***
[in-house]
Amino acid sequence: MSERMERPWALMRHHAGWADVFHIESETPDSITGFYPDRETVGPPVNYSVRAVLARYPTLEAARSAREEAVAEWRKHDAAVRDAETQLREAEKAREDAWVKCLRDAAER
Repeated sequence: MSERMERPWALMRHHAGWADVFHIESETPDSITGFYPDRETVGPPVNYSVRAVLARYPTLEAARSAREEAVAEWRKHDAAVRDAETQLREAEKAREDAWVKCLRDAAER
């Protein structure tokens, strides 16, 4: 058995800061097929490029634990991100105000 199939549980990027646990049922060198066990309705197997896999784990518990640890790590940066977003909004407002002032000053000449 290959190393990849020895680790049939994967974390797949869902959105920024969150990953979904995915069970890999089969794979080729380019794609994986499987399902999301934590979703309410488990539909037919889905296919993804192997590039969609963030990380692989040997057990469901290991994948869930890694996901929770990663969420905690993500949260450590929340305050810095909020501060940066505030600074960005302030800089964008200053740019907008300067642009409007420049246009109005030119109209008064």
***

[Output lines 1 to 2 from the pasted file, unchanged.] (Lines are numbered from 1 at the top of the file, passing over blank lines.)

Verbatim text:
[in-house]
Amino acid sequence: MSERMERPWALMRHHAGWADVFHIESETPDSITGFYPDRETVGPPVNYSVRAVLARYPTLEAARSAREEAVAEWRKHDAAVRDAETQLREAEKAREDAWVKCLRDAAER